How Classroom Temperatures Impact Learning

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Classroom temperatures have a big impact on students' ability to learn and retain information. Intense temperatures can result in difficulties concentrating. (photo courtesy of Kira Lamm.)

Leesville Road High School’s building temperatures are commonly inconsistent. It is hard for students to focus when excessively sweating or profusely shivering. These inconsistencies affect students’ learning abilities. 

Throughout the Leesville buildings, there is a varying temperature extreme. The main building tends to be too hot, the Murphy building is too cold, and the trailer’s temperatures are widely irregular. 

“The Murphy [building] is really cold. My teacher has a portable heater in her room because it gets so cold,” Hannah Davenport, senior, said.

Davenport expressed that intense temperatures impact her focus. 

“I am so focused on the cold and hoping for warmth that I can’t concentrate on my work,” said Davenport. 

The brain is too preoccupied with body signals when in uncomfortable temperatures. The priority is maintaining homeostasis rather than concentrating on the lesson.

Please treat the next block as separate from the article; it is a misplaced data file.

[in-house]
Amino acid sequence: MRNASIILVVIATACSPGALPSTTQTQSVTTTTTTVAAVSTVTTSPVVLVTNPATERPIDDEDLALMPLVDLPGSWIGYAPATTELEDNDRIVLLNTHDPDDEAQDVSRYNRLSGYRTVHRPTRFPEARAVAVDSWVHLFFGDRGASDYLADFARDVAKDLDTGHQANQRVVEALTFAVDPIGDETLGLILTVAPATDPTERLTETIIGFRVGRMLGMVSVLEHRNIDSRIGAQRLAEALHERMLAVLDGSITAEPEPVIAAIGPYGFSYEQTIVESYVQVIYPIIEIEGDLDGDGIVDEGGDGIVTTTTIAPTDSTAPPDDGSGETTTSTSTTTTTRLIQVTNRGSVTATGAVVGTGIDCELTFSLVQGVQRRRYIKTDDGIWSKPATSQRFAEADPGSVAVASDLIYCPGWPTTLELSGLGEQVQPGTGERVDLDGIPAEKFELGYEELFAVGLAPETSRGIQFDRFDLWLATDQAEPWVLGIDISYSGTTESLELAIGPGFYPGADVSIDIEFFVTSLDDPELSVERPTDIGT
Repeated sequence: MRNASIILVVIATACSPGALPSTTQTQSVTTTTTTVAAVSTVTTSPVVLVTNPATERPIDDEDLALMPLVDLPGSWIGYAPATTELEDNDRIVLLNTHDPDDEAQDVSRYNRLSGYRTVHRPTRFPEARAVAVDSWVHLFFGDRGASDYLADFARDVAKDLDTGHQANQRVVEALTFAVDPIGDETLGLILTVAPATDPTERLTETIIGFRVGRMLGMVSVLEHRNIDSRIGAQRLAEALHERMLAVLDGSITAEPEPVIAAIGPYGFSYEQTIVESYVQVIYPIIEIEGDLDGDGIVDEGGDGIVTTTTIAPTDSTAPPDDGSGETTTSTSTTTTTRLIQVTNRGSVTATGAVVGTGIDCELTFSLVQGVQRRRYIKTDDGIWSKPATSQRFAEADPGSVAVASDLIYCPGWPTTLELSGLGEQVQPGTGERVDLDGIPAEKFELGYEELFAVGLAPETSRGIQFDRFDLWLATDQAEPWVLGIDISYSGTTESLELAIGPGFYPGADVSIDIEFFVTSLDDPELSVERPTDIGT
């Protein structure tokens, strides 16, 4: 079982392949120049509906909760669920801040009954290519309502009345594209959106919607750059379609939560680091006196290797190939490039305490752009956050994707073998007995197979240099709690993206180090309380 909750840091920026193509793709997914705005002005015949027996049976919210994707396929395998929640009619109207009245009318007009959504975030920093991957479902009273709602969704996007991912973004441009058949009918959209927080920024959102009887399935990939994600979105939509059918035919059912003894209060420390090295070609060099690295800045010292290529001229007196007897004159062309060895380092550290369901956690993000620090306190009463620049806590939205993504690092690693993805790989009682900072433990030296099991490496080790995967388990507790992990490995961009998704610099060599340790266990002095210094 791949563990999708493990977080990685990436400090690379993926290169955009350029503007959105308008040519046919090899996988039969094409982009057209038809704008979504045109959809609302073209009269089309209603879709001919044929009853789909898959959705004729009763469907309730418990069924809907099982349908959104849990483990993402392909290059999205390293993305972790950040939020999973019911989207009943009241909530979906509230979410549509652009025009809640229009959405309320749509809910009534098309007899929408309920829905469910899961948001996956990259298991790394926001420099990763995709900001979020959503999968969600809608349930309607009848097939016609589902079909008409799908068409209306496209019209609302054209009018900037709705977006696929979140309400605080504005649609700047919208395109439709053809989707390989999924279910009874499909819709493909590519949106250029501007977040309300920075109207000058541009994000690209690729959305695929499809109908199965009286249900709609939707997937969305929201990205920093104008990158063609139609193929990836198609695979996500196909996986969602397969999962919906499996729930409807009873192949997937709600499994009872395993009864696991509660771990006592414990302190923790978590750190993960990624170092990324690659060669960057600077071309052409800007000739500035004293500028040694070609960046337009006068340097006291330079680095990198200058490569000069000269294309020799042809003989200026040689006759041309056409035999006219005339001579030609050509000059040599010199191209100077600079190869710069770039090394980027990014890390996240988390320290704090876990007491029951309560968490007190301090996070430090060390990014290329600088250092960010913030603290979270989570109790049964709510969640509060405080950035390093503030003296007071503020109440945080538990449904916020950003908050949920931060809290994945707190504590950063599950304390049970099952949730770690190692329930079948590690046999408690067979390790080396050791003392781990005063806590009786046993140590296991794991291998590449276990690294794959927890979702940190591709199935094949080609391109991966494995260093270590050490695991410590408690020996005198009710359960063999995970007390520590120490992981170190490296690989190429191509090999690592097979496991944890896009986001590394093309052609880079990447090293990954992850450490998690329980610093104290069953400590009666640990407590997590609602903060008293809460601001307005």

A study done in 2014 focused on how uncomfortable temperatures impact students’ scores. Students scored an average of 90% in a comfortable temperature of 72 degrees Fahrenheit. In a too-hot temperature of 81 degrees, the student’s average score was 72%. In a too-cold temperature of 61 degrees, the average score was 76%. 

Jonah Kessler agrees that the temperatures influence his education as well.

“It can be very distracting in the trailers. The temperatures go back and forth, so I have to take off and put on my hoodie several times in a class period,” he said. 

Temperatures create distractions in the classrooms. Students are too concerned with staying comfortable than concentrating on the lesson.

Students’ ideal temperature preferences vary. Research recommends the most suitable studying temperature is between 22 degrees Celsius and 25 degrees Celsius. 

“I prefer it to be warm. The cold makes me anxious. Warmer environments are better for focusing,” said Davenport. 

Kessler prefers the contrary: “My ideal temperature is cool, so it keeps me awake, but I can also wear a hoodie and be comfortable.”

Teachers are unable to control the thermostats. However, some teachers can open windows if a classroom gets too hot. Kessler recommends students bring a backup hoodie/jacket for their colder classes. 

 



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